The Advocate

J. Cole offers new high

The state of modern rap prompts J. cole to speak up

Denis Perez / The Advocate

Denis Perez / The Advocate

By Efrain Valdez, Social Media Editor

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In the modern era of hip-hop, driven by the use of Xanax, Percocet, cough syrup and cannabis, rapper J. Cole has become this generation’s conscience with his new album “KOD.”

The three-way acronym meaning “Kids On Drugs,” “King Overdose” and “Kill Our Demons” are the issues he tackles throughout the 12-track album. Cole’s depiction of mainstream rap’s admiration of drug abuse delivered through his slithery rhymes will propel him to his fifth consecutive platinum album.

On release, the album toppled Cardi B’s “Invasion of Privacy” on the Billboard Top 200. Cole is also the first performer in Billboard Hot 100 song chart history to debut three songs in the top 10 simultaneously. In the Hot 100’s 59-year history, no act had previously debuted three songs in the top 10 in the same week.

Cole proves he’s this generation’s conscience through in- depth examination of racial injustice in minority communities and how it leads to drug abuse.

Cole also calls out cannabis use, which is a drug that is more accepted socially. Cole challenges listeners and some of his own friends to skip some of these drugs when dealing with pain, like on the song “FRIENDS.”

On this song, he mentions what fans believe to be Cole’s brother “Zach” and Dreamville Records producer Ron Gilmore by reversing the sound when saying their names. He directly addresses them and cannabis users when saying, “Smoking medical grade, but I ain’t got prescription. All the way in Cali where they ain’t got precipitation, feeling like the only one that made it and I hate it for my n—-s ’cause they ain’t got ambition.”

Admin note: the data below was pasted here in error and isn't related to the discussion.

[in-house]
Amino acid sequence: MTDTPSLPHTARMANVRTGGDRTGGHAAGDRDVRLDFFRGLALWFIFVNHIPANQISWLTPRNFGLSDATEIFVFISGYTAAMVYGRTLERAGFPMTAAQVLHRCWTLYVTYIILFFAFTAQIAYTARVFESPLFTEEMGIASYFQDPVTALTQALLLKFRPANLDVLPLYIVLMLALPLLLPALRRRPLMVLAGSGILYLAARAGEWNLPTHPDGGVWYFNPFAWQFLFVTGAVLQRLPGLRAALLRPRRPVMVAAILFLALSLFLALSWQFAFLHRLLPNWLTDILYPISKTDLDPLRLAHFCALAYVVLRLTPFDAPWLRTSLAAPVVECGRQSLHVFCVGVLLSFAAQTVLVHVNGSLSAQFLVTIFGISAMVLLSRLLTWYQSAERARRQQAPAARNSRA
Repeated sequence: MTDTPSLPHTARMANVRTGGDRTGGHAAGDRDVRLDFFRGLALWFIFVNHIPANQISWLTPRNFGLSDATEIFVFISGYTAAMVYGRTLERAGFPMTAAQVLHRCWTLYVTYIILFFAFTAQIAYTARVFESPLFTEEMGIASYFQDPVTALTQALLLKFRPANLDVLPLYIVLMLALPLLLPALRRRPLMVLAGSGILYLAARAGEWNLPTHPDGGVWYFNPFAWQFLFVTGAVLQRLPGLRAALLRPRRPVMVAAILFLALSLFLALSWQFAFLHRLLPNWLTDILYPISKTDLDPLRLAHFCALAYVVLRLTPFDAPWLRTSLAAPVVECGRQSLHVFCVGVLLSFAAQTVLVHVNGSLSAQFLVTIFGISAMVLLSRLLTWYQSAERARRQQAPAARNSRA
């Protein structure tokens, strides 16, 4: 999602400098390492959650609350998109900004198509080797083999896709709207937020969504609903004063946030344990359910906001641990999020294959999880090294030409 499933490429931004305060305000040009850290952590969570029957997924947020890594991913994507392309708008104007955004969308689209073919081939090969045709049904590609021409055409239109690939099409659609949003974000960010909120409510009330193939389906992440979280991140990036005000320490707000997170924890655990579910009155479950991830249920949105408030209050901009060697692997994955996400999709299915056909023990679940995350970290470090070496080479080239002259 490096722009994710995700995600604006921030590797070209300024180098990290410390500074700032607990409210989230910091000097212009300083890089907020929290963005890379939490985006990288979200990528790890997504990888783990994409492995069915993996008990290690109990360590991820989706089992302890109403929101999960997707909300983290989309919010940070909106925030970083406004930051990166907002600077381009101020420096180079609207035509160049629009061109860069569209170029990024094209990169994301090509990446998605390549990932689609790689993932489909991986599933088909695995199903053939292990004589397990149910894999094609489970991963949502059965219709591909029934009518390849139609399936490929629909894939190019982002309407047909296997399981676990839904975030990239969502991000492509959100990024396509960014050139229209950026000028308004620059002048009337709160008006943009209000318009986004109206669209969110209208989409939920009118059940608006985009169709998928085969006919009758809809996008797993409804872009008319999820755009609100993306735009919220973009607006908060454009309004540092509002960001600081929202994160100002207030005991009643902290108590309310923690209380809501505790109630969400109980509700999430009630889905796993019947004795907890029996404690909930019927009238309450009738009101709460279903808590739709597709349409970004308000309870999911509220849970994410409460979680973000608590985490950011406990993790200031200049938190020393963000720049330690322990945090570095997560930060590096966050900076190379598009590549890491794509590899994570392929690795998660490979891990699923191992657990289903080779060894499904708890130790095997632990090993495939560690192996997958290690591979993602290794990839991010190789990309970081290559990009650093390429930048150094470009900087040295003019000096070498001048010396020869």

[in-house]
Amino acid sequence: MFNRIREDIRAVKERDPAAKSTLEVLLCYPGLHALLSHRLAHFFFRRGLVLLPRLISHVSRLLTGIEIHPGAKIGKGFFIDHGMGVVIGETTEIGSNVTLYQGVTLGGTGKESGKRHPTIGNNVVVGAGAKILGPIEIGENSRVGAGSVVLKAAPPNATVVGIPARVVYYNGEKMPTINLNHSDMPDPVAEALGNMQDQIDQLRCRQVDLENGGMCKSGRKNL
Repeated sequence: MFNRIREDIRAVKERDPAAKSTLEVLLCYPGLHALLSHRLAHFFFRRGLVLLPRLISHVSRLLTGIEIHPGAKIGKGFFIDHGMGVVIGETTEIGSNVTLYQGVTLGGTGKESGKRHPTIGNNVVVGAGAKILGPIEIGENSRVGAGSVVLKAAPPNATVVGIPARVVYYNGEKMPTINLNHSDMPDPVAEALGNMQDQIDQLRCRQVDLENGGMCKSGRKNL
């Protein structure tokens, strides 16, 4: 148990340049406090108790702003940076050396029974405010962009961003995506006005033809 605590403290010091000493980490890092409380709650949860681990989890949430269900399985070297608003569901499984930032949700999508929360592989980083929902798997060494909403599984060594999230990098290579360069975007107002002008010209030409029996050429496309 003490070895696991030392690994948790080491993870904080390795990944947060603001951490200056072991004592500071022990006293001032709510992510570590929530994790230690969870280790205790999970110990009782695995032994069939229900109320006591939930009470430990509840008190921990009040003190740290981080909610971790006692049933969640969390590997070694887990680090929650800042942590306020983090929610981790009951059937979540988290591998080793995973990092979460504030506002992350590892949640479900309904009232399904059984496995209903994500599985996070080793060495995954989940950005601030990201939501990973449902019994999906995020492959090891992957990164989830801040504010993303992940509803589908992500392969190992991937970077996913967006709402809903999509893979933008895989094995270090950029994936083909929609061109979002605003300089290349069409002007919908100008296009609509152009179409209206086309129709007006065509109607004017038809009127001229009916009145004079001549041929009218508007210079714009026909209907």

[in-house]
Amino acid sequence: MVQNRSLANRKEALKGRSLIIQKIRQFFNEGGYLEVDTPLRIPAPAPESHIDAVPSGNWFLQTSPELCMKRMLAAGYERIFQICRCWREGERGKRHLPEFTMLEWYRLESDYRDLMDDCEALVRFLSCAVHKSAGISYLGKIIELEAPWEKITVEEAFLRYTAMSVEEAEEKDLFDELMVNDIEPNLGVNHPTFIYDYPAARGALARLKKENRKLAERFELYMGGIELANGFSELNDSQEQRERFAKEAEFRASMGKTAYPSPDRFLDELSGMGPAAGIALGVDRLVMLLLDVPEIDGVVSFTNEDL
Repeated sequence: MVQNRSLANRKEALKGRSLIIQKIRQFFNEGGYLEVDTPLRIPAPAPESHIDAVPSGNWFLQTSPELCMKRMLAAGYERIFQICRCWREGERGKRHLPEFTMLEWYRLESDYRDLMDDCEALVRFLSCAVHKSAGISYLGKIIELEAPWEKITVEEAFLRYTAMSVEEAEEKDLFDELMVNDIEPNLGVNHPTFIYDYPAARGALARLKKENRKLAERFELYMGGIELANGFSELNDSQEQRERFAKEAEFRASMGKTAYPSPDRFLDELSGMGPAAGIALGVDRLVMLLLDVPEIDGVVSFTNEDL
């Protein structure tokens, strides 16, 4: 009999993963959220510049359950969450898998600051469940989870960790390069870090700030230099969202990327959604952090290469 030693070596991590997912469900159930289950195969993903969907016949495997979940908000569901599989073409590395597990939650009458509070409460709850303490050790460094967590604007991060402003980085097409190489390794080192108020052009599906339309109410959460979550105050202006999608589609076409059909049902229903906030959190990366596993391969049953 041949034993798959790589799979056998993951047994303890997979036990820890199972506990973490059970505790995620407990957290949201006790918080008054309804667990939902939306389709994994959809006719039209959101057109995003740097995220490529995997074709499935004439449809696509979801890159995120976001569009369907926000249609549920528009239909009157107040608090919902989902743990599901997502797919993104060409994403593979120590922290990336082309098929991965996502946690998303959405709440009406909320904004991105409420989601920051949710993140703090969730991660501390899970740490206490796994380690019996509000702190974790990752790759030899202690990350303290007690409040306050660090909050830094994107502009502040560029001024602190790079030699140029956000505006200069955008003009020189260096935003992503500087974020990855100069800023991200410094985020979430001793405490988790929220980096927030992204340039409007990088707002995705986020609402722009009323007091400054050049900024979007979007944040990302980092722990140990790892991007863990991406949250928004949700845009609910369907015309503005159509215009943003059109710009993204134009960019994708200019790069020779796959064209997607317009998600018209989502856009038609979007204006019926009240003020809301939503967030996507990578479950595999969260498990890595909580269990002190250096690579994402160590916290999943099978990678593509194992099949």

He is one of the first major rap artists to call out cannabis users as a way to inflict change in his community.

Songs on this album like “ATM” and “KOD” will assuredly grow into anthems his more casual fans will enjoy.

This is Cole’s third straight album with no features. The sole feature credit on the album is Cole’s altar ego KiLL Edward. This alternate persona is inspired by his step-father who separated from his mother in 2003, which led to her abusing alcohol.

KiLL Edward represents a side of Cole that doesn’t deal well with pain, one of the major themes of the album.

Rap fans would certainly give an arm and a leg to have Cole feature artists like Miguel to replicate the seamless sounds of great songs like “Come Thru and Chill.” Not having any features is one of the disappointing aspects of the record, however this gives Cole the opportunity to highlight his versatile vocals with eclectic production.

Cole poignantly lectures the new wave of rappers about how they should handle fame, the glorification of drug abuse and how that correlates to kids being influenced into trying harmful drugs on the last track, “1985 (Intro to ‘The Fall Off’).”

Through his tone Cole raps from a place of authority: “I must say, by your songs I’m unimpressed, hey but I love to see a black man get paid and plus, you havin’ fun and I respect that, But have you ever thought about your impact?”

On the funky trap-inspired beat he addresses young rappers like Lil Pump and 6ix9ine who use their substantial platforms to glorify drug abuse and push the stereotype of African-American being drug addicts.

Cole then points out that they are entertaining upper and middle-class white kids by glorifying black drug abuse when he says “these white kids love that you don’t give a f–k, ’cause that’s exactly what’s expected when your skin black.”

On “KOD” Cole shows us why his voice should be respected. His conscientious lyrics and thoughtful criticism of the rap game put Cole on a level few modern rappers could ever hope to achieve.

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J. Cole offers new high